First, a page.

Kasich order revamps wild animal inspections

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COLUMBUS, Ohio — Gov. John Kasich signed an executive order this afternoon, Oct. 21, directing the state departments of agriculture, natural resources and health to work with local county officials in documenting and reviewing places where dangerous wild animals are kept.

In a press conference at the Statehouse (streamed live via The Ohio Channel) Kasich said he would commit the state to “enforce laws currently on the books,” while the legislature and state departments work to create new laws governing dangerous and exotic animal ownership.

The action comes on the heels of the Zanesville catastrophe, where an estimated 56 exotic animals were released from their pens Oct. 18.

The governor drew criticism for not extending an executive order approved by former Gov. Ted Strickland in his last four days in office.

New order needed

But Kasich and legal counsel with the department of natural resources said the first order would not have been legally enforceable, because under current Ohio law, the state cannot regulate non-native animals.

“Governors can’t just invent laws,” he said, adding the old order “didn’t have any authority to carry things out.”

Kasich and the staff at ODNR appointed a task force early this year to review and determine appropriate regulations for exotic animals in the state. The group is expected to have a proposal ready by the end of November.

“These are unbelievable animals, beautiful, strong and potentially very dangerous,” Kasich said, recalling seeing some of the same animals on family hiking trips in Montana.

Power to arrest

Upon review of existing laws, his staff determined that since 1953, local humane societies have had the power to arrest people who were involved with cruelty to animals. He called on local humane societies to enact the powers necessary, and vowed his support.

“We are going to stand beside them to identify the locations where these dangerous animals may be located,” he said. “We frankly don’t know where they may all be located, but we intend to find out.”

The order also directs agencies to work with zoos in providing a place for animals that are captured or confiscated from inappropriate conditions.

And, the order requires ODNR to set up a contact hotline for complaints and inquiries. ODNR also will be reinspecting permit holders of native species.

Under review

Scott Zody, interim director of ODNR, said the department will be reviewing all of its existing permits of native dangerous animals, to see whether additional inspections are needed. Zody said they will use existing tools until something new is enacted.

He also has learned there will be increased inspection efforts by the U.S. Department of Agriculture and its Animal and Plant Health Inspection Service.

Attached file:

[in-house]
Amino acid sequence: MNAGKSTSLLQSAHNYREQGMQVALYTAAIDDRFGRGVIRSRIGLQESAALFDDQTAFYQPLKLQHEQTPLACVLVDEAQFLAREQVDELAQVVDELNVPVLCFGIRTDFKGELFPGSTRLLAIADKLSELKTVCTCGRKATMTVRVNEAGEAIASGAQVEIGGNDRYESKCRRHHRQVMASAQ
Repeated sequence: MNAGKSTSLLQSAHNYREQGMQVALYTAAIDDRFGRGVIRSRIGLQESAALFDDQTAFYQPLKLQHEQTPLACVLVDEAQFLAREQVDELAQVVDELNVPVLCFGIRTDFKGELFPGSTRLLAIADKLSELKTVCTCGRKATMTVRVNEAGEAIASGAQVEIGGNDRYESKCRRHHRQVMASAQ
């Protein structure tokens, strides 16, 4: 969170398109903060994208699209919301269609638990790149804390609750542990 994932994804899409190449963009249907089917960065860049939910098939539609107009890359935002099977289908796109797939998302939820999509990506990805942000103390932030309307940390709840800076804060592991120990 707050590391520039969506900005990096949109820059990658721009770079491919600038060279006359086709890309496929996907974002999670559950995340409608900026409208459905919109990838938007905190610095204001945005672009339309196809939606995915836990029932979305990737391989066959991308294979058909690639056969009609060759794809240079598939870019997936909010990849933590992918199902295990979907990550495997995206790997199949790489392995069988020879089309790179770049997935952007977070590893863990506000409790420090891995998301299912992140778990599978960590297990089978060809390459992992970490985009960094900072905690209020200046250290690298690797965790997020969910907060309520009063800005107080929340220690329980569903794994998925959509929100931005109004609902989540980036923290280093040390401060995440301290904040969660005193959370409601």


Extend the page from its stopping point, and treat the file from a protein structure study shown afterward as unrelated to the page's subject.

Zody said new regulations, as they come into existence, need to be thought out and complete.

“The last thing we want to do is propose a law or have a law implemented that could potentially result in having another one of these situations,” he said.

Watch the entire press conference here, via The Ohio Channel:

Animal health

Ohio Agriculture Director James Zehringer said the deparment’s goal is to ensure the health of the animals, and that conditions are right for animals and owners.

He said State Veterinarian Tony Forshey will be among the staff who work with local humane societies, to help resolve issues.

Zehringer also said he has received a hand-written letter from the state’s only exotic animal auction house, assuring state officials the auction has not sold the type of dangerous animals in question “for quite some time” and “agreed not to do it in the future.”

The auction was unnamed during the press conference. But Ohio is known to have an exotic animal auction in Mount Hope, Ohio. That auction, according to its sale program, prohibits dangerous animals from being sold or brought onto the premises.

Click here to read our main story about the Zanesville incident.

About the Author

Chris Kick lives in Wooster, Ohio. An American FFA Degree recipient, he holds a bachelor’s in creative writing from Ashland University. He spends his free time on his grandparents’ farms in Wayne and Holmes counties. More Stories by Chris Kick

3 Comments

  1. Suzy Orr says:

    Wow..talk about shutting the barn door after the cows are already out! Way too late! I totally understand why they had to shoot them, but so sad to see 18 of a very endangered species destroyed.

    • mary gibson says:

      Did they really have to be destroyed? Would a more conservative approach have been to shoot them with tranquilizers and transport them to zoos. Another black mark for Ohio sent to the world. Wasn’t it Farm Bureau that got the NRA to lobby the legislators on Gov. Strickland’s attempt to control these animal operations? Wonder how they feel now, there is more to this than meets the eye, accorading to the news in Northeast Ohio. They did not appear to be ill kept animals all had weight on them.

  2. ashley says:

    I am an exotics animal owner and do believe that the common joe shouldn’t be able to own big cats,but monkeys is a little extreme! Primates range from one pound to one hundred pounds sol when they do propose this bill I hope they only regulate on apes n not all monkeys,I own monkeys and lemurs but nothing that can over power me! I have a capuchin monkey and he has never been aggressive w me or anyone else,u have to know how to handle animals n know body language and also know it cost thousands to freed them properly! The exotic animal owners support and also put alot of money back into communities n the state! Please take time before u just throw this emergency bill together!

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